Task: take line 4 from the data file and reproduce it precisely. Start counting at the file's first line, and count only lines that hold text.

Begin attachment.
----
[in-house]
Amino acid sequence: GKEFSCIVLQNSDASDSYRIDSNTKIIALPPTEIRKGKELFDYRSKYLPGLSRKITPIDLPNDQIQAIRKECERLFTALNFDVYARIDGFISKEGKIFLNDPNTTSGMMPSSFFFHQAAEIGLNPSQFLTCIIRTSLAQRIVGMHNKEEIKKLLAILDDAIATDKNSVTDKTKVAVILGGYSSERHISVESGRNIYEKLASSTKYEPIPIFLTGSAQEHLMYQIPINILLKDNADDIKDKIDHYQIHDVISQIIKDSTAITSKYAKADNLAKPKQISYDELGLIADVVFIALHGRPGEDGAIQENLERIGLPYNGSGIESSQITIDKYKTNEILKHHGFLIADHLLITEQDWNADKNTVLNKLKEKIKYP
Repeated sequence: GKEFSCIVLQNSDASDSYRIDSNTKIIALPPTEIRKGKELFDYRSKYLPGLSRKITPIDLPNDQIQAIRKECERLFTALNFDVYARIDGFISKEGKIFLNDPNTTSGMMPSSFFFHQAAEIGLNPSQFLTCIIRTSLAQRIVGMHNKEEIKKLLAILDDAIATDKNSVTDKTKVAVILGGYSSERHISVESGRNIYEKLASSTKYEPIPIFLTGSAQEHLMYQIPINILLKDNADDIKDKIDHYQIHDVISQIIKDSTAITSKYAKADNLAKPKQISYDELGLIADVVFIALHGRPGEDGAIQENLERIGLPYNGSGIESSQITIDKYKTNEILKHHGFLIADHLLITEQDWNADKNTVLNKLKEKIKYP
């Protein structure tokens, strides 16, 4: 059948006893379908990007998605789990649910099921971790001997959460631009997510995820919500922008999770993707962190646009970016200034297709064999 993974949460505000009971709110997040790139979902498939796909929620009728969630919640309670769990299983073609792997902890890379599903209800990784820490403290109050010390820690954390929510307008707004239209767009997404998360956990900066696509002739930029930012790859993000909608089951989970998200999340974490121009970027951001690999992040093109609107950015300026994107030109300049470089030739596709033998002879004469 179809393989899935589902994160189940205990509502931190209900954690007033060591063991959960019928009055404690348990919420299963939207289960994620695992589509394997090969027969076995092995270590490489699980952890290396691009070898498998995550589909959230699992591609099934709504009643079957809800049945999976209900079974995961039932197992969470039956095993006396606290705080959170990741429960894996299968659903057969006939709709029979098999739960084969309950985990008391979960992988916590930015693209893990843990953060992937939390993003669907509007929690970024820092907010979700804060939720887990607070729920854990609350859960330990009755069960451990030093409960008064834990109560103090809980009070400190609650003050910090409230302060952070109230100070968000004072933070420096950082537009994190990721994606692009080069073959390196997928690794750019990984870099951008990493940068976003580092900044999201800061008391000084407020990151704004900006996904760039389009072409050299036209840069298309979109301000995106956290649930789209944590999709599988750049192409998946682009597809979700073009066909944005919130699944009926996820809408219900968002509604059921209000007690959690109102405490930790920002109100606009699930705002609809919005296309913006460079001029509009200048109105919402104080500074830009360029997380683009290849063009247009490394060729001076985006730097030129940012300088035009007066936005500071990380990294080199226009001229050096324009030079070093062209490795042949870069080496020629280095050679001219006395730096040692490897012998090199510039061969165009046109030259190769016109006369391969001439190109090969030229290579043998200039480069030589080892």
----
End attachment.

């Protein structure tokens, strides 16, 4: 059948006893379908990007998605789990649910099921971790001997959460631009997510995820919500922008999770993707962190646009970016200034297709064999 993974949460505000009971709110997040790139979902498939796909929620009728969630919640309670769990299983073609792997902890890379599903209800990784820490403290109050010390820690954390929510307008707004239209767009997404998360956990900066696509002739930029930012790859993000909608089951989970998200999340974490121009970027951001690999992040093109609107950015300026994107030109300049470089030739596709033998002879004469 179809393989899935589902994160189940205990509502931190209900954690007033060591063991959960019928009055404690348990919420299963939207289960994620695992589509394997090969027969076995092995270590490489699980952890290396691009070898498998995550589909959230699992591609099934709504009643079957809800049945999976209900079974995961039932197992969470039956095993006396606290705080959170990741429960894996299968659903057969006939709709029979098999739960084969309950985990008391979960992988916590930015693209893990843990953060992937939390993003669907509007929690970024820092907010979700804060939720887990607070729920854990609350859960330990009755069960451990030093409960008064834990109560103090809980009070400190609650003050910090409230302060952070109230100070968000004072933070420096950082537009994190990721994606692009080069073959390196997928690794750019990984870099951008990493940068976003580092900044999201800061008391000084407020990151704004900006996904760039389009072409050299036209840069298309979109301000995106956290649930789209944590999709599988750049192409998946682009597809979700073009066909944005919130699944009926996820809408219900968002509604059921209000007690959690109102405490930790920002109100606009699930705002609809919005296309913006460079001029509009200048109105919402104080500074830009360029997380683009290849063009247009490394060729001076985006730097030129940012300088035009007066936005500071990380990294080199226009001229050096324009030079070093062209490795042949870069080496020629280095050679001219006395730096040692490897012998090199510039061969165009046109030259190769016109006369391969001439190109090969030229290579043998200039480069030589080892």